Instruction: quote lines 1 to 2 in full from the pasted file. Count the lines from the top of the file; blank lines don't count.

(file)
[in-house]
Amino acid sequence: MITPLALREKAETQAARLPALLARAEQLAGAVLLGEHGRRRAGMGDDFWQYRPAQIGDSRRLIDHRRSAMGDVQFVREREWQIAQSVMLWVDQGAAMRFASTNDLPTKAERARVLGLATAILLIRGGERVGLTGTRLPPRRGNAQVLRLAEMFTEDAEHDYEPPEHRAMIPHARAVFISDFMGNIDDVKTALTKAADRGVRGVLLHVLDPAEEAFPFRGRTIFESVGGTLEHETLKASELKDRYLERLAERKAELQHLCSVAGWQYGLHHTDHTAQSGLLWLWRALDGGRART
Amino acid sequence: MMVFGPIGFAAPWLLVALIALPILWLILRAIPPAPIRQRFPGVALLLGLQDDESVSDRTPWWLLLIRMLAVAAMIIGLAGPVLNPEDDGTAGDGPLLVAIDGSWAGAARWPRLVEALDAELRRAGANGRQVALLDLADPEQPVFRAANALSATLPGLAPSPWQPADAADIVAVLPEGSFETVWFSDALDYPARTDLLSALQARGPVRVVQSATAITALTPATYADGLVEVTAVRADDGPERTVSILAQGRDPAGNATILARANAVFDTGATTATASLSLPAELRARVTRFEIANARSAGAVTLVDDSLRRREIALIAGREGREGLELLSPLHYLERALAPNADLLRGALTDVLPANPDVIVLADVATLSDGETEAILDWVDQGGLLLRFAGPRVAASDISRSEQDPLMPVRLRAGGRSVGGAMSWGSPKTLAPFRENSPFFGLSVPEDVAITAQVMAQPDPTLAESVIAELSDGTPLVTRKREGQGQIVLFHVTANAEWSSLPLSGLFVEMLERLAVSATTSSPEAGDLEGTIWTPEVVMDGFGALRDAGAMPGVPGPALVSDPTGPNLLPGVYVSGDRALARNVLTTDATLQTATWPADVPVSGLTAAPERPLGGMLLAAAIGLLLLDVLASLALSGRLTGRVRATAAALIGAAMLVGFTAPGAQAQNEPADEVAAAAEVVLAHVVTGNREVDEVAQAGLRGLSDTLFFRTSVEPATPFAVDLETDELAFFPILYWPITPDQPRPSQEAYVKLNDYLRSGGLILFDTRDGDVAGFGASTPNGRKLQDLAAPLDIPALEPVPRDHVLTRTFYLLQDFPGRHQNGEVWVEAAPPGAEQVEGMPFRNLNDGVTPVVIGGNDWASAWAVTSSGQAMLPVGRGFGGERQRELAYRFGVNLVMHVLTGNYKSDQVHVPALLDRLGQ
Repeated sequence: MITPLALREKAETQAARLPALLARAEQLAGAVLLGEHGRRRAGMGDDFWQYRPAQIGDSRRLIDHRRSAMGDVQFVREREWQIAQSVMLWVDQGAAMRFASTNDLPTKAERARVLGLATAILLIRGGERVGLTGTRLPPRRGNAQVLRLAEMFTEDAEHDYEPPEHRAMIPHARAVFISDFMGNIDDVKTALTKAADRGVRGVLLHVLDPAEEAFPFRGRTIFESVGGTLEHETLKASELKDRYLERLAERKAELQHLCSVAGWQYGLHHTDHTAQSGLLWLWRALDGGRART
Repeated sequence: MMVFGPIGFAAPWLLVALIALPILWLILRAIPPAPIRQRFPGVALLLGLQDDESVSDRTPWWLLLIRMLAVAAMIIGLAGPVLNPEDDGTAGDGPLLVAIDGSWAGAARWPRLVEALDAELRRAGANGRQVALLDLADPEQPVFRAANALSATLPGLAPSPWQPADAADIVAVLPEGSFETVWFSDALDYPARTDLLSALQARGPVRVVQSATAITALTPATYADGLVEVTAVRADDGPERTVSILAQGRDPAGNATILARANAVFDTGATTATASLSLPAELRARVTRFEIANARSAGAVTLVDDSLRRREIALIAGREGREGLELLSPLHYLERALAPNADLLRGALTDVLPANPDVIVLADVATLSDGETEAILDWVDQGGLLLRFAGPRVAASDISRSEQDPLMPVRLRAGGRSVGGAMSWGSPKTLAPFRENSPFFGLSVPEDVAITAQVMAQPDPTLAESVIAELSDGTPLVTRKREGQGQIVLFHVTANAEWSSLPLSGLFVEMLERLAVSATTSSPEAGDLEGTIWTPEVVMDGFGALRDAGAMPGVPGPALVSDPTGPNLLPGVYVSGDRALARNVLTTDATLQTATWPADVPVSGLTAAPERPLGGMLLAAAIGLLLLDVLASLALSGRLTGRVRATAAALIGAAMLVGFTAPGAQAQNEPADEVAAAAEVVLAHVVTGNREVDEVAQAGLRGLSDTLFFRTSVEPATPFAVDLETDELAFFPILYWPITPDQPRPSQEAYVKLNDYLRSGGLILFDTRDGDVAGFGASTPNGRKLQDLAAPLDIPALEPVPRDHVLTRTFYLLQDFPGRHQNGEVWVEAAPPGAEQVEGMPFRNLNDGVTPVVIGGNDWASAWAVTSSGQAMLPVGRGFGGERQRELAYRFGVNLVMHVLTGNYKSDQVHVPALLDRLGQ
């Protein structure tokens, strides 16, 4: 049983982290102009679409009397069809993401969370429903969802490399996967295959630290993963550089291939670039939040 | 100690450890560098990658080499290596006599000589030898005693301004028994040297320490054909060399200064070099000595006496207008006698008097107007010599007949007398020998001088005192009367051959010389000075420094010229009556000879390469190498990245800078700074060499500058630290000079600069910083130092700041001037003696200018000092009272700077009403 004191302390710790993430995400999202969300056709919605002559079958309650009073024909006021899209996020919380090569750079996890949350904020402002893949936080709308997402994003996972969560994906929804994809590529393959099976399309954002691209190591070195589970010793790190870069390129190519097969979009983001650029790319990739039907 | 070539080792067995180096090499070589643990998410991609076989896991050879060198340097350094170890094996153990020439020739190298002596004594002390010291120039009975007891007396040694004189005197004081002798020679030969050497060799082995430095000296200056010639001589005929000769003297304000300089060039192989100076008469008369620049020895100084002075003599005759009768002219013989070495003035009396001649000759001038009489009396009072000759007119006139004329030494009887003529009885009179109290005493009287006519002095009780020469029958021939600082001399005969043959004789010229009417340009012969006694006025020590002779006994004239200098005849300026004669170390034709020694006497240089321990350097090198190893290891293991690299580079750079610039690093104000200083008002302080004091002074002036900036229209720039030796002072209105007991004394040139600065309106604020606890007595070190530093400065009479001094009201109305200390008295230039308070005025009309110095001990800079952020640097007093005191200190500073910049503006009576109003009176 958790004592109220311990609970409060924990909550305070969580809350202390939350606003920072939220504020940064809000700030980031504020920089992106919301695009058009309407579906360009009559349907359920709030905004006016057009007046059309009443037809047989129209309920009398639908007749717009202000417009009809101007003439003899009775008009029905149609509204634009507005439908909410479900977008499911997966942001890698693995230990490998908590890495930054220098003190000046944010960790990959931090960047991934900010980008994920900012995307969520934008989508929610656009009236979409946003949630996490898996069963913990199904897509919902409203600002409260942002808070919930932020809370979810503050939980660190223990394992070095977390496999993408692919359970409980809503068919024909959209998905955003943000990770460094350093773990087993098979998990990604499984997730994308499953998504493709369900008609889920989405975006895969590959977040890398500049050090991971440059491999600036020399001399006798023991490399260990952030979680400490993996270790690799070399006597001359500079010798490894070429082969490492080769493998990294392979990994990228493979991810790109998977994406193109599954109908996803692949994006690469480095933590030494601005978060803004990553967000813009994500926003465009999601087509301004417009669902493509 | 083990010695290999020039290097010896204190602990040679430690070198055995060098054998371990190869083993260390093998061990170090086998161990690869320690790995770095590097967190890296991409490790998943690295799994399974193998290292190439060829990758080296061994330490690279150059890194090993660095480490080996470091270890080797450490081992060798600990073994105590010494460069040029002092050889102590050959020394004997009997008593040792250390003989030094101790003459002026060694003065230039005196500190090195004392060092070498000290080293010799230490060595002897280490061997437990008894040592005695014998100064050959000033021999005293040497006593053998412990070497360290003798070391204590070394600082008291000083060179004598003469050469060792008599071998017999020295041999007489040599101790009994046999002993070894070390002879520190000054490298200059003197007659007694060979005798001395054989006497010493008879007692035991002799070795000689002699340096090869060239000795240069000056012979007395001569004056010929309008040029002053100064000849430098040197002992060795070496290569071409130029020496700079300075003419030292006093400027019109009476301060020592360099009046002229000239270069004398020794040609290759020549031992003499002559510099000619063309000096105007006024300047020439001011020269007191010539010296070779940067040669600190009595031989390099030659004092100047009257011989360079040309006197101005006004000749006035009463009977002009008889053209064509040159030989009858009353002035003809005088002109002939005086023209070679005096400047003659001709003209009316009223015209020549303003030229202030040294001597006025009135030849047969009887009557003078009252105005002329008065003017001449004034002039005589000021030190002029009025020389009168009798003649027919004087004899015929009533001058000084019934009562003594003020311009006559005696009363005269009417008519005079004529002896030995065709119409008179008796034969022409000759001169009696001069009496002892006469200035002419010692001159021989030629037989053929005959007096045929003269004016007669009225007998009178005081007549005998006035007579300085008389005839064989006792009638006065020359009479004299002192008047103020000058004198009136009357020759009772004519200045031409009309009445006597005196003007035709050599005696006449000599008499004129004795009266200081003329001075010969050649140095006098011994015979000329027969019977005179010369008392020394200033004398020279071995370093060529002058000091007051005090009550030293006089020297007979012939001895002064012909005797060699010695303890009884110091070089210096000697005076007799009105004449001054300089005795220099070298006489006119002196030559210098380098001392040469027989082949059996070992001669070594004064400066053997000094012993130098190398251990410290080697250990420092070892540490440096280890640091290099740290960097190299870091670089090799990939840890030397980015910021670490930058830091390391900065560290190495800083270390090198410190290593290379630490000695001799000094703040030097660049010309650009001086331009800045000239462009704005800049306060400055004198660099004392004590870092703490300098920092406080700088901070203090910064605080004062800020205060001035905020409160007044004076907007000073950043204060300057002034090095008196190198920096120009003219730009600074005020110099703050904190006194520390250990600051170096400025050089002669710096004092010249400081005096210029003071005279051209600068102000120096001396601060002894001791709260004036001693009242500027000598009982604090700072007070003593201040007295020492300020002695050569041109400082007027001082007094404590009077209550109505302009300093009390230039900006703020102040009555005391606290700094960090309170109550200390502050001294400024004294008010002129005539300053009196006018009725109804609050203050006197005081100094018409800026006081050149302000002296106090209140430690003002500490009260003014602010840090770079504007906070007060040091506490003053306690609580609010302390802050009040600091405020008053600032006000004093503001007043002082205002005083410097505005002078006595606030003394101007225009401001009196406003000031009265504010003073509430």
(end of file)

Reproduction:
[in-house]
Amino acid sequence: MITPLALREKAETQAARLPALLARAEQLAGAVLLGEHGRRRAGMGDDFWQYRPAQIGDSRRLIDHRRSAMGDVQFVREREWQIAQSVMLWVDQGAAMRFASTNDLPTKAERARVLGLATAILLIRGGERVGLTGTRLPPRRGNAQVLRLAEMFTEDAEHDYEPPEHRAMIPHARAVFISDFMGNIDDVKTALTKAADRGVRGVLLHVLDPAEEAFPFRGRTIFESVGGTLEHETLKASELKDRYLERLAERKAELQHLCSVAGWQYGLHHTDHTAQSGLLWLWRALDGGRART